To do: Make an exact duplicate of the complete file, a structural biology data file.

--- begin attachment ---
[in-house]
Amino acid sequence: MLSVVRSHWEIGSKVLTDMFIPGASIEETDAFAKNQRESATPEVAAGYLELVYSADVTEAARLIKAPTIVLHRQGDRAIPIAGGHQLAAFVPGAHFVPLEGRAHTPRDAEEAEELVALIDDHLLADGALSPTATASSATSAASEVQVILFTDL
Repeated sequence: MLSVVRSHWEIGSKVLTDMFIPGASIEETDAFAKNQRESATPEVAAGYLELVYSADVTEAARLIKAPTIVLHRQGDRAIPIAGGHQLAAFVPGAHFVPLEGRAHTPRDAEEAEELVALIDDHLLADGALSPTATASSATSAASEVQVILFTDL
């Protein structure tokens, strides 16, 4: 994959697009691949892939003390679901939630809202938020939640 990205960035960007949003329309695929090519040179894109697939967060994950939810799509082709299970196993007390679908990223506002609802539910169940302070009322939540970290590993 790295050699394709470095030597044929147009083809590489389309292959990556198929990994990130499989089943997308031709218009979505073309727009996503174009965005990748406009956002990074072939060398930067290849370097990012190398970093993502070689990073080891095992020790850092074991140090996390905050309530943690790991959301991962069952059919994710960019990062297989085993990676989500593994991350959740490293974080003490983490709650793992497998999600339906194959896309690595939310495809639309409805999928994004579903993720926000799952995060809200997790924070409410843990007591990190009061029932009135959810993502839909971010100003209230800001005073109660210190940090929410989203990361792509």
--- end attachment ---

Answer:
[in-house]
Amino acid sequence: MLSVVRSHWEIGSKVLTDMFIPGASIEETDAFAKNQRESATPEVAAGYLELVYSADVTEAARLIKAPTIVLHRQGDRAIPIAGGHQLAAFVPGAHFVPLEGRAHTPRDAEEAEELVALIDDHLLADGALSPTATASSATSAASEVQVILFTDL
Repeated sequence: MLSVVRSHWEIGSKVLTDMFIPGASIEETDAFAKNQRESATPEVAAGYLELVYSADVTEAARLIKAPTIVLHRQGDRAIPIAGGHQLAAFVPGAHFVPLEGRAHTPRDAEEAEELVALIDDHLLADGALSPTATASSATSAASEVQVILFTDL
């Protein structure tokens, strides 16, 4: 994959697009691949892939003390679901939630809202938020939640 990205960035960007949003329309695929090519040179894109697939967060994950939810799509082709299970196993007390679908990223506002609802539910169940302070009322939540970290590993 790295050699394709470095030597044929147009083809590489389309292959990556198929990994990130499989089943997308031709218009979505073309727009996503174009965005990748406009956002990074072939060398930067290849370097990012190398970093993502070689990073080891095992020790850092074991140090996390905050309530943690790991959301991962069952059919994710960019990062297989085993990676989500593994991350959740490293974080003490983490709650793992497998999600339906194959896309690595939310495809639309409805999928994004579903993720926000799952995060809200997790924070409410843990007591990190009061029932009135959810993502839909971010100003209230800001005073109660210190940090929410989203990361792509």